Discourse about populism is everywhere in politics, media and academia. In this talk I want to critically reflect on the ubiquity of the concept of populism and the analytical and normative limitations of focusing political debate and analysis around populism. I will start with a precise and modest conceptualization of populism as a political logic, focused on distinguishing populism from nationalism and racism with which it is all too often confused. Secondly, I turn attention to the politics of discourses about populism, asking what the debate about populism reveals about those using the term, in politics, media and academia. In conclusion, I will argue against the development of a field of ‘populism studies’, shedding light on the limitations of organizing academic analysis around ‘populism’ and proposing that it is time for academia to move beyond its own ‘populist moment’.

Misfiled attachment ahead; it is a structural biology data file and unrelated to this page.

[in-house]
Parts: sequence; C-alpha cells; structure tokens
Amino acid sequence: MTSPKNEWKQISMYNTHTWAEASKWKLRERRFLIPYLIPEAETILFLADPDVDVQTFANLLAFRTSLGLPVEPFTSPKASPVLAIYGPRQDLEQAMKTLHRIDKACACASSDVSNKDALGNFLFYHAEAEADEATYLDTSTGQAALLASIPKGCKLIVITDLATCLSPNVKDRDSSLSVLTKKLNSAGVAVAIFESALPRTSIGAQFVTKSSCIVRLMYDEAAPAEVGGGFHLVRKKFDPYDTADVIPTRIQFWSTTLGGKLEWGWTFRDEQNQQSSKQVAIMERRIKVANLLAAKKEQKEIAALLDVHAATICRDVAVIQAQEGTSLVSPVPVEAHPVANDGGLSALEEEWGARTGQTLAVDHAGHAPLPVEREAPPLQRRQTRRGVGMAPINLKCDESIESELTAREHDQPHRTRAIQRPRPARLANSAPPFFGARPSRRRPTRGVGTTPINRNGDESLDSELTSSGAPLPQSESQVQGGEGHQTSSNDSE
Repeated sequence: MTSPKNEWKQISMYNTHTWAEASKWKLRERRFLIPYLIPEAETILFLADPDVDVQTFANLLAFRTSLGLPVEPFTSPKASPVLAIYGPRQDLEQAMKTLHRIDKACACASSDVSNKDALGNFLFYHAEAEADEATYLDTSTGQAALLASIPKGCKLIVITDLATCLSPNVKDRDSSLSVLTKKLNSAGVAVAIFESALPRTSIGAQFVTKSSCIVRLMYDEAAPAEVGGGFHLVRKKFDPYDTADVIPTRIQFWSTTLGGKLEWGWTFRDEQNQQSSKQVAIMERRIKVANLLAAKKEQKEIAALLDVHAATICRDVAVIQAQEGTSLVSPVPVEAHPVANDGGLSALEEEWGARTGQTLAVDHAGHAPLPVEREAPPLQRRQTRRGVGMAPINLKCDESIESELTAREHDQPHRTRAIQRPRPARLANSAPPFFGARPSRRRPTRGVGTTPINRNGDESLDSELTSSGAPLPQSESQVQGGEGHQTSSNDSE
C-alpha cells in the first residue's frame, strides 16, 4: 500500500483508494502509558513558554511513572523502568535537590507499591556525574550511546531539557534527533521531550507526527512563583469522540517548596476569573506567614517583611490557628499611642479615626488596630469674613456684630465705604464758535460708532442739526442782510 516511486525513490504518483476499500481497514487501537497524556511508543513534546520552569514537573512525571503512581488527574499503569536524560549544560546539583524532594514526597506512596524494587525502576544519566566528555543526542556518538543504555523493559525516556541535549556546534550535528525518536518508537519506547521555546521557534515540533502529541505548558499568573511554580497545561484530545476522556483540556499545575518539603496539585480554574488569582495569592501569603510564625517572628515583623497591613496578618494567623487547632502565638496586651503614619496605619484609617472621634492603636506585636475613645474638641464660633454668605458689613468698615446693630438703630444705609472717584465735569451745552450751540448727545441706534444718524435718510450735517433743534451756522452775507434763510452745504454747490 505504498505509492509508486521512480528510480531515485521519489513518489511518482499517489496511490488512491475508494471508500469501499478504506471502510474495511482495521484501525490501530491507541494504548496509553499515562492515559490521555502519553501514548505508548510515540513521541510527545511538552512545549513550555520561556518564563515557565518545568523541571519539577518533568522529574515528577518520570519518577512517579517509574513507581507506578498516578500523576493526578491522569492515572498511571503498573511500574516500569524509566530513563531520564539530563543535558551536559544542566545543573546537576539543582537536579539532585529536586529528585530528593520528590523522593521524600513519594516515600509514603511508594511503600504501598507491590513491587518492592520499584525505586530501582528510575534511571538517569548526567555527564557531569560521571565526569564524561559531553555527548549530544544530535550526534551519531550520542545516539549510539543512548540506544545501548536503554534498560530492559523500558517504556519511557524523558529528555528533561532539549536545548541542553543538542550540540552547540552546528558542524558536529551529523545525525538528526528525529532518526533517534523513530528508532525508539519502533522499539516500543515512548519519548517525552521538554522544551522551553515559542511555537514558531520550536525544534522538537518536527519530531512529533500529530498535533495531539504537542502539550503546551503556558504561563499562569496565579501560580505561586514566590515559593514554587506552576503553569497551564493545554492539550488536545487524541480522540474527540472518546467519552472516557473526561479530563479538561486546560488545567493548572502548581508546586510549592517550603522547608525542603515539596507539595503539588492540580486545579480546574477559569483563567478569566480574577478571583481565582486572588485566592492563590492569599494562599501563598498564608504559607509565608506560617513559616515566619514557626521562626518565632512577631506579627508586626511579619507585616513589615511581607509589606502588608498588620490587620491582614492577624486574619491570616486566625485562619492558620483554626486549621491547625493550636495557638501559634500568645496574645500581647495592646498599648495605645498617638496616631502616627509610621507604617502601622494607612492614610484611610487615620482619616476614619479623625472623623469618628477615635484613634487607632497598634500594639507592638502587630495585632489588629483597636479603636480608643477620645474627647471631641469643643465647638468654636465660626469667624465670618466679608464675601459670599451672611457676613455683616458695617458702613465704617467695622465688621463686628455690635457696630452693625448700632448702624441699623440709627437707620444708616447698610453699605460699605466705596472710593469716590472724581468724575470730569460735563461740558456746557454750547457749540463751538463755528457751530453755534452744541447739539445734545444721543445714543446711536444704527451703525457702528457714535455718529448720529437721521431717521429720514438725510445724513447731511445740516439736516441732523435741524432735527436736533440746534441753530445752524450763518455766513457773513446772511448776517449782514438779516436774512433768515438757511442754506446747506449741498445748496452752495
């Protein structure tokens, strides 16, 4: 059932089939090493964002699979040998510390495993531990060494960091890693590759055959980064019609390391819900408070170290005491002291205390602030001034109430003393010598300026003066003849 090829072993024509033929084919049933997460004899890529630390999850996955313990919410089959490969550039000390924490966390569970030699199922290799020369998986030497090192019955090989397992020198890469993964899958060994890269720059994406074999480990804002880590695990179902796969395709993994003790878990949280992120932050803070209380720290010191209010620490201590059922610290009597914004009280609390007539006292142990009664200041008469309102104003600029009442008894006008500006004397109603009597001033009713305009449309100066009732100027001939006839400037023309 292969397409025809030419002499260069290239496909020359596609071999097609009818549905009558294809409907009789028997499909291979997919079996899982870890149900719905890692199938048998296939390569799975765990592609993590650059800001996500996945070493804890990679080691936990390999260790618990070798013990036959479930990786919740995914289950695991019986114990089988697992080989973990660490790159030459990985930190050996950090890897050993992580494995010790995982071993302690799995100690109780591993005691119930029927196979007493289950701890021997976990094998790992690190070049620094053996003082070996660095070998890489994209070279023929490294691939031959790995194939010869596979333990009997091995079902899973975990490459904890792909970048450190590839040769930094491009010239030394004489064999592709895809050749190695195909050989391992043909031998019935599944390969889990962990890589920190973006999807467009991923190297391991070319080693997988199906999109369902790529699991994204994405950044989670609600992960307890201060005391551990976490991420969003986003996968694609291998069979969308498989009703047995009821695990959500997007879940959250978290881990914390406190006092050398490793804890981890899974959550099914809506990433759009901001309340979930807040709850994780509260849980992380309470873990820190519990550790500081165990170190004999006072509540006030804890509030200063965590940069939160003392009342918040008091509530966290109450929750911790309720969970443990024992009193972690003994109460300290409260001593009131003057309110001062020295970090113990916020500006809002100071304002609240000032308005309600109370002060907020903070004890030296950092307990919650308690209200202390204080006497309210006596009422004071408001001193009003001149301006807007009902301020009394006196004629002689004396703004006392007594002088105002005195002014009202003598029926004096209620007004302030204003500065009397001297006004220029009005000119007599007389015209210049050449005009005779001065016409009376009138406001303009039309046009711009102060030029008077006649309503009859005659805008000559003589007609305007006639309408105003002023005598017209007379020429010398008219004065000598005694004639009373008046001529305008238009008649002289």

Benjamin De Cleen is associate professor at the VUB Communication Studies Department where he is the coordinator of the English-language master on Journalism and Media in Europe. His research has mainly been focused on radical right rhetoric, and on the discursive conceptualization of populism, nationalism and conservatism.